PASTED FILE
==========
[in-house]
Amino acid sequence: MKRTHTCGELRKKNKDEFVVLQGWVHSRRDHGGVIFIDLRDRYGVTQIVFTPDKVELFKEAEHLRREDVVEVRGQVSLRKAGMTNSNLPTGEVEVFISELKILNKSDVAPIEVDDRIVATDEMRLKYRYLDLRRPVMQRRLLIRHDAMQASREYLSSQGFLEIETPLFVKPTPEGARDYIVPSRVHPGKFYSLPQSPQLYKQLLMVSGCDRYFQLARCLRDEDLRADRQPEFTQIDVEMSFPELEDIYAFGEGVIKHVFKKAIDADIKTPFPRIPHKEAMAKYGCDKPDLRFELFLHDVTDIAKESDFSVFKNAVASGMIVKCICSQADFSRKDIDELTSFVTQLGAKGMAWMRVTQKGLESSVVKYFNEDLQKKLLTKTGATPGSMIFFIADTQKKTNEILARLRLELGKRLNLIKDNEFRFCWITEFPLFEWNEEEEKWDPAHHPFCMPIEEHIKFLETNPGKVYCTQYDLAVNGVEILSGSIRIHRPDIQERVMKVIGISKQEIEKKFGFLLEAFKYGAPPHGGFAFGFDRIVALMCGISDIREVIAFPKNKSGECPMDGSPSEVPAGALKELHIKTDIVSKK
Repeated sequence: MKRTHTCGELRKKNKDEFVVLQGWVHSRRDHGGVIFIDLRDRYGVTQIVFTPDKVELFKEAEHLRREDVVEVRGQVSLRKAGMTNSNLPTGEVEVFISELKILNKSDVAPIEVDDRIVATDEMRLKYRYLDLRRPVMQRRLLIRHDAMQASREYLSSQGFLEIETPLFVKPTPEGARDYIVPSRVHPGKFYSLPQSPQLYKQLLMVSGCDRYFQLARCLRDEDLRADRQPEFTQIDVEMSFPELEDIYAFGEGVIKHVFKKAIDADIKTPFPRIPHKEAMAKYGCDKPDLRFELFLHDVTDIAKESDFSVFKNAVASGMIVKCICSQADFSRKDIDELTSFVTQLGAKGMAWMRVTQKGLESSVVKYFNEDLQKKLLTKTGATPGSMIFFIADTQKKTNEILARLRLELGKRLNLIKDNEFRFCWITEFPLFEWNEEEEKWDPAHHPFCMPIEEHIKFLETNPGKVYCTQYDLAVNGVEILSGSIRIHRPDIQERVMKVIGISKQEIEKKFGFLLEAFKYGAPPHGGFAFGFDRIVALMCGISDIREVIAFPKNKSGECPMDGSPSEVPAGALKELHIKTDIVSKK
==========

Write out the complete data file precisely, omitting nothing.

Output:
[in-house]
Amino acid sequence: MKRTHTCGELRKKNKDEFVVLQGWVHSRRDHGGVIFIDLRDRYGVTQIVFTPDKVELFKEAEHLRREDVVEVRGQVSLRKAGMTNSNLPTGEVEVFISELKILNKSDVAPIEVDDRIVATDEMRLKYRYLDLRRPVMQRRLLIRHDAMQASREYLSSQGFLEIETPLFVKPTPEGARDYIVPSRVHPGKFYSLPQSPQLYKQLLMVSGCDRYFQLARCLRDEDLRADRQPEFTQIDVEMSFPELEDIYAFGEGVIKHVFKKAIDADIKTPFPRIPHKEAMAKYGCDKPDLRFELFLHDVTDIAKESDFSVFKNAVASGMIVKCICSQADFSRKDIDELTSFVTQLGAKGMAWMRVTQKGLESSVVKYFNEDLQKKLLTKTGATPGSMIFFIADTQKKTNEILARLRLELGKRLNLIKDNEFRFCWITEFPLFEWNEEEEKWDPAHHPFCMPIEEHIKFLETNPGKVYCTQYDLAVNGVEILSGSIRIHRPDIQERVMKVIGISKQEIEKKFGFLLEAFKYGAPPHGGFAFGFDRIVALMCGISDIREVIAFPKNKSGECPMDGSPSEVPAGALKELHIKTDIVSKK
Repeated sequence: MKRTHTCGELRKKNKDEFVVLQGWVHSRRDHGGVIFIDLRDRYGVTQIVFTPDKVELFKEAEHLRREDVVEVRGQVSLRKAGMTNSNLPTGEVEVFISELKILNKSDVAPIEVDDRIVATDEMRLKYRYLDLRRPVMQRRLLIRHDAMQASREYLSSQGFLEIETPLFVKPTPEGARDYIVPSRVHPGKFYSLPQSPQLYKQLLMVSGCDRYFQLARCLRDEDLRADRQPEFTQIDVEMSFPELEDIYAFGEGVIKHVFKKAIDADIKTPFPRIPHKEAMAKYGCDKPDLRFELFLHDVTDIAKESDFSVFKNAVASGMIVKCICSQADFSRKDIDELTSFVTQLGAKGMAWMRVTQKGLESSVVKYFNEDLQKKLLTKTGATPGSMIFFIADTQKKTNEILARLRLELGKRLNLIKDNEFRFCWITEFPLFEWNEEEEKWDPAHHPFCMPIEEHIKFLETNPGKVYCTQYDLAVNGVEILSGSIRIHRPDIQERVMKVIGISKQEIEKKFGFLLEAFKYGAPPHGGFAFGFDRIVALMCGISDIREVIAFPKNKSGECPMDGSPSEVPAGALKELHIKTDIVSKK